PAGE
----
Publishers: S. Hirzel Verlag

Last Paths to Freedom. French girl guides in resistance to Nazi Germany
Letzte Wege in die Freiheit: sechs Pfadfinderinnen im Widerstand gegen den Nationalsozialismus 

S. Hirzel Verlag
March 2023 / 208pp
Non-Fiction

review

A thrilling historical account of the ‘Équipe Pur-Sang’ resistance group, ‘Last Paths to Freedom’ tells the story of six girl guides in Nazi-occupied Alsace, who risked their lives to save hundreds of prisoners and refugees from German persecution in the Second World War.

Seiterich focuses on a hitherto unresearched footnote in the history of Nazi Germany and occupied France. Aged between seventeen and twenty-seven, the six members of the self-styled ‘Équipe Pur-Sang’ used a variety of different escape routes, westward across the Vosges mountains, or southwardsinto Switzerland, finding new routes whenever their current ones were compromised by increased Nazi surveillance.Between 1940 and 1942, they built a large network of secret helpers, including inn-keepers, church workers, shopkeepers and office staff. These people were in turn assisted by the local populace who turned a blind eye to the resistance fighters’ activities, indirectly enabling them to escape the attention of the occupying forces. Before their capture by the Gestapo in the spring of 1942 (they initially received the death sentence, but ultimately survived), the women are thought to have helped around 500 people to escape the clutches of the Nazis. 

The book is divided into short, easily digestible chapters, each building on the tense atmosphere of its predecessor. The author’s concise, journalistic style carries the action along like a thrilling narrative rather than a purely academic history. It is worth noting, however, that the book is underpinned by thorough historical research, including interviews withparticipantsin the events described, and the relatives of those who have died.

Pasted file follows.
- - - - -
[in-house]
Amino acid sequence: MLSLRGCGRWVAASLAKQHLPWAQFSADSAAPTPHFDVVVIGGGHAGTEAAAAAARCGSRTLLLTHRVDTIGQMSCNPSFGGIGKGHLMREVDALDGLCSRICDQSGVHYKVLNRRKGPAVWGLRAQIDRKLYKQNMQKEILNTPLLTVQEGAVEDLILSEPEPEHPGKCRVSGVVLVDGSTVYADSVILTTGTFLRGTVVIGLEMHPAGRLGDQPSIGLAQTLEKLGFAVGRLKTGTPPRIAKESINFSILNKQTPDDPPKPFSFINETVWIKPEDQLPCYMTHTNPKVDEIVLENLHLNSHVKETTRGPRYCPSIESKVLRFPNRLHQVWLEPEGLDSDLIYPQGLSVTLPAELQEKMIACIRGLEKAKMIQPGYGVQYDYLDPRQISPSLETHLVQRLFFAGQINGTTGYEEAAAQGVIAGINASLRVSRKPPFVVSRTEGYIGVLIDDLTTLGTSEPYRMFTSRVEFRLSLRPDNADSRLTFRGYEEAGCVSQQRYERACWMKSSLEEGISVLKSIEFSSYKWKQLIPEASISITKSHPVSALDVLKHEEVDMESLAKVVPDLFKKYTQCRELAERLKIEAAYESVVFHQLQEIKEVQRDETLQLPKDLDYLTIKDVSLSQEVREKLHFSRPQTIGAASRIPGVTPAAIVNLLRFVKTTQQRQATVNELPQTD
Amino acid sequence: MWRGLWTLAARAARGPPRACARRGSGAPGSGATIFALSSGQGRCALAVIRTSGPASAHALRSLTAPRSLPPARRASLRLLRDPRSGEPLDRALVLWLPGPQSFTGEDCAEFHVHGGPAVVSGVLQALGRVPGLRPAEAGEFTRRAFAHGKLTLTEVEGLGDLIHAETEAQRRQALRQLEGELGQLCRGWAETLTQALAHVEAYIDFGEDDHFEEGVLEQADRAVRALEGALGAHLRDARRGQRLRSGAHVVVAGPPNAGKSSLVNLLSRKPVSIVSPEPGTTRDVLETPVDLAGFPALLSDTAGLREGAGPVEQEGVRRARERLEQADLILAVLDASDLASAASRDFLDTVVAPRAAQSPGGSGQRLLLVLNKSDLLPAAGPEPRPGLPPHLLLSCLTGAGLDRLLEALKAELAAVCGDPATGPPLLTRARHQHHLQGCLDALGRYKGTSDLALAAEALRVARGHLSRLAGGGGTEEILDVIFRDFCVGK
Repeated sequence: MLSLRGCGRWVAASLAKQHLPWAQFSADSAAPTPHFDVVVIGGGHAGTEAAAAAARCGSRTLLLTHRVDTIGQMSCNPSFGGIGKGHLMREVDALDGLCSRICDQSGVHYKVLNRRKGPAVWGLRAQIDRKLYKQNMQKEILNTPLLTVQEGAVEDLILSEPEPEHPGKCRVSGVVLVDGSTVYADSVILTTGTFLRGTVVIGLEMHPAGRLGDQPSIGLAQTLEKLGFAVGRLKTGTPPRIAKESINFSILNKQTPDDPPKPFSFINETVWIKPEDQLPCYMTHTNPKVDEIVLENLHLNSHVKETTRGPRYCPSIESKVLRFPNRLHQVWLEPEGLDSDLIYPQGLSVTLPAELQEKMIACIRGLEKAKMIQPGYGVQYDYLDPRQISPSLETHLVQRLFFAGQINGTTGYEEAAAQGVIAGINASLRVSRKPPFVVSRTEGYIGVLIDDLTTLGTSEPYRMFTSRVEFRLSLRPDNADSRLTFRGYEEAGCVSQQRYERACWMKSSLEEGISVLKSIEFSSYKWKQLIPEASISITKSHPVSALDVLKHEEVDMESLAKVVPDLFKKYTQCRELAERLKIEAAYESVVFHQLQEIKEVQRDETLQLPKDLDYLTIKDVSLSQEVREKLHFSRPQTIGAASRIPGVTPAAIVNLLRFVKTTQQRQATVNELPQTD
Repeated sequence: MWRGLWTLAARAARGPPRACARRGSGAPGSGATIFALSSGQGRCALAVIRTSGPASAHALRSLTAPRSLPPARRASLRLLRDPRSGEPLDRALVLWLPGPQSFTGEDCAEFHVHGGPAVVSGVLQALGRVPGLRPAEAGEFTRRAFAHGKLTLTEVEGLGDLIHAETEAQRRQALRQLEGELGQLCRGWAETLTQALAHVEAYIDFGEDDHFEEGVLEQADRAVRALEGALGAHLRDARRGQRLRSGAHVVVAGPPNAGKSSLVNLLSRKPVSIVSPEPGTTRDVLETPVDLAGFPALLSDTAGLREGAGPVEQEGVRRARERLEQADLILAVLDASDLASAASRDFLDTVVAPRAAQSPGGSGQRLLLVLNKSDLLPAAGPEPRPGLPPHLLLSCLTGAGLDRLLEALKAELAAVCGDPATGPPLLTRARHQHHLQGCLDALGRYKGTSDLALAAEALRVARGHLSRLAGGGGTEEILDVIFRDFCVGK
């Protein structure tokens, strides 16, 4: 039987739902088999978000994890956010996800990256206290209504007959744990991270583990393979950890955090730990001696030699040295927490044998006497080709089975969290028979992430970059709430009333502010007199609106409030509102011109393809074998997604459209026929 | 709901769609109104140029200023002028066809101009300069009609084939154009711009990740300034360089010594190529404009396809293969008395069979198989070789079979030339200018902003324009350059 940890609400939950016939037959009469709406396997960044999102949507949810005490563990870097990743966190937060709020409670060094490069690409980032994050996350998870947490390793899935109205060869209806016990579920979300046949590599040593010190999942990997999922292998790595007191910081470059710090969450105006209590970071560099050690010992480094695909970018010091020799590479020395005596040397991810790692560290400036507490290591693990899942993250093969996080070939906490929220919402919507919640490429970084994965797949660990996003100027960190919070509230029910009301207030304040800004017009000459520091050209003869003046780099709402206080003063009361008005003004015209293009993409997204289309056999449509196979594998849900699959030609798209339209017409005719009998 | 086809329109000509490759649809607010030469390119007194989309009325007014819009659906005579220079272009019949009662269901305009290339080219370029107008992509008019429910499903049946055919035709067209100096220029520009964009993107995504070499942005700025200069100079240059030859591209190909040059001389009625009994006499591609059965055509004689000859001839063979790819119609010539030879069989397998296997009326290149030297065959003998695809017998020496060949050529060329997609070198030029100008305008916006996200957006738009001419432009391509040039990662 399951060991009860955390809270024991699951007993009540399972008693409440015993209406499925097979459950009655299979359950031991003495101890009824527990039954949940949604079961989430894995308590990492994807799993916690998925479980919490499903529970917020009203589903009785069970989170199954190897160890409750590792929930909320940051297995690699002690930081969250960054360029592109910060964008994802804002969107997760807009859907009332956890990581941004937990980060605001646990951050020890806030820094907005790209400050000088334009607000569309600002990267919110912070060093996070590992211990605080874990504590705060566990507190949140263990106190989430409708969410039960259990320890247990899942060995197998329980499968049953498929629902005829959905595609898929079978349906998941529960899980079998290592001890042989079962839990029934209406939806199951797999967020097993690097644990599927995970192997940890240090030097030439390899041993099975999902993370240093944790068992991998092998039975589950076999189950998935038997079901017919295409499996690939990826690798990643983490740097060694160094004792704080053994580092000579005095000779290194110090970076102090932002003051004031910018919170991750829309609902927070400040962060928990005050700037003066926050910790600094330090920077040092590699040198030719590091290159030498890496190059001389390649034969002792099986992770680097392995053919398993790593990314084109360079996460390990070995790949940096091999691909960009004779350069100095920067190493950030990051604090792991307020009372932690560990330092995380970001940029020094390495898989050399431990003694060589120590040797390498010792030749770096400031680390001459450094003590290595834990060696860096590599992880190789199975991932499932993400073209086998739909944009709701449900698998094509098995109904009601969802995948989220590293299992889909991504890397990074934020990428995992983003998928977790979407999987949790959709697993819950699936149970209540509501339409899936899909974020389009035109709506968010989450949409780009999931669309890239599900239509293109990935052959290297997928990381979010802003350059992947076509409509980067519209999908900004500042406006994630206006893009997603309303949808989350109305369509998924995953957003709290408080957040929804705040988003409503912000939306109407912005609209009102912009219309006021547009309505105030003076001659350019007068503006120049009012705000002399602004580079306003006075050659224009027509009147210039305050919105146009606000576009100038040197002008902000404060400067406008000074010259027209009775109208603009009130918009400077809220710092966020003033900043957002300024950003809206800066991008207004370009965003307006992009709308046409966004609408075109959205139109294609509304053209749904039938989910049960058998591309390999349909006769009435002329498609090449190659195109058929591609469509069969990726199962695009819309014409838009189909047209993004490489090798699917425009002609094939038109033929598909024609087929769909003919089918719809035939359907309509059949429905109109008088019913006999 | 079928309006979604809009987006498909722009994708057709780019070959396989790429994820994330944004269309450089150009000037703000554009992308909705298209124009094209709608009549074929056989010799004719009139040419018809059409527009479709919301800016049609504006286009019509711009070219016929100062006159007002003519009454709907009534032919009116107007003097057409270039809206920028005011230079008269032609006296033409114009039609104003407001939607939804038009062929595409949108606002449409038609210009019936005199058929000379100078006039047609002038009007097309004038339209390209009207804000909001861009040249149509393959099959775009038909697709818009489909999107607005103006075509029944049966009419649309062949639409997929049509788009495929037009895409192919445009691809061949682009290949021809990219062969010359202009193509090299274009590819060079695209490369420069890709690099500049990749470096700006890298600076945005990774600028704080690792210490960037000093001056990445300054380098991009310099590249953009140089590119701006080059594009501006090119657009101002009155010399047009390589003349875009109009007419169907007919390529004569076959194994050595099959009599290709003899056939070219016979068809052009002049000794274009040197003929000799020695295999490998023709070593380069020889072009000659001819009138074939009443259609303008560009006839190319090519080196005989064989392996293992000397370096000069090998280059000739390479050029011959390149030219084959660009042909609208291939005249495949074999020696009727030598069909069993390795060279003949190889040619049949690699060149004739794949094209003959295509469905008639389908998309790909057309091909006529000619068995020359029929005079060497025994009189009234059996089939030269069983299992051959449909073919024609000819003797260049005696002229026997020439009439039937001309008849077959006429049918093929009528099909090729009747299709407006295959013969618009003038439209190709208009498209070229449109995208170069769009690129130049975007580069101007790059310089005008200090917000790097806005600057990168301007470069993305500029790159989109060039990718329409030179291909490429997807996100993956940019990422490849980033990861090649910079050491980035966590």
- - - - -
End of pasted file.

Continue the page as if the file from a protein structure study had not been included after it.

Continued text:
Alongside more scholarly historians, ‘Last Paths to Freedom’ will appeal to those with a general interest in the history of the Second World War, Nazi Germany and its occupied territories, and the resistance movement. Though many books, both non-fiction and fiction, have been devoted to the French resistance, this is the first to focus on this group of young Alsatian resistance fighters. It is a real-life story of death-defying courage and humanity in the face of barbarous persecution and its lucid, concise and uncomplicated style is reminiscent of Thomas Keneally’s Schindler’s Ark.

Find out more: https://www.hirzel.de/letzte-wege-in-die-freiheit/9783777631912

press quotes

Anyone who reads ‘Last Paths to Freedom’ will find themselves asking why no film has yet been made about these courageous young girls and women; why the Franco-German Youth Office and the International Union of Guides and Scouts of Europe haven’t found a joint ‘path to remembrance’ yet.

Michael Blume, Spektrum.de

The help provided by the six women, Christians and girl guides, was a simply incredible achievement. They walked in constant fear, with fugitives in tow, over mountains, through valleys and forests and meadows – until they reached safer ground. It is crucial that their story be remembered; in these present times, we should all take to heart their love for their fellow humans. To help us work towards a future where there is no room for hatred.

Librovore

about the author

© Lars Schwerdtfeger

Thomas Seiterich studied History, Sociology and Theology in Freiburg, Jerusalem and Frankfurt. He wrote his doctorate, ‘Left-Wing, Free and Catholic’ on Walter Dirks, the great publicist and editor of the Frankfurter Hefte. Seiterich edited the critical left-wing Christian magazine Publik Forum from 1980 to 2020. He has authored and edited numerous books. Today he lives and writes in Ulm.

Previous works: Und vergib uns unsere Schulden, publik-forum (2006), TaizĂ© – Den Geist Gottes atmen und leben, publik-forum (2004), Links, frei und katholisch – Walter Dirks: Ein Beitrag zur Geschichte des Katholizismus der Weimarer Republik, Peter Lang (1989).

translation assistance

Applications should be made to the Goethe-Institut.

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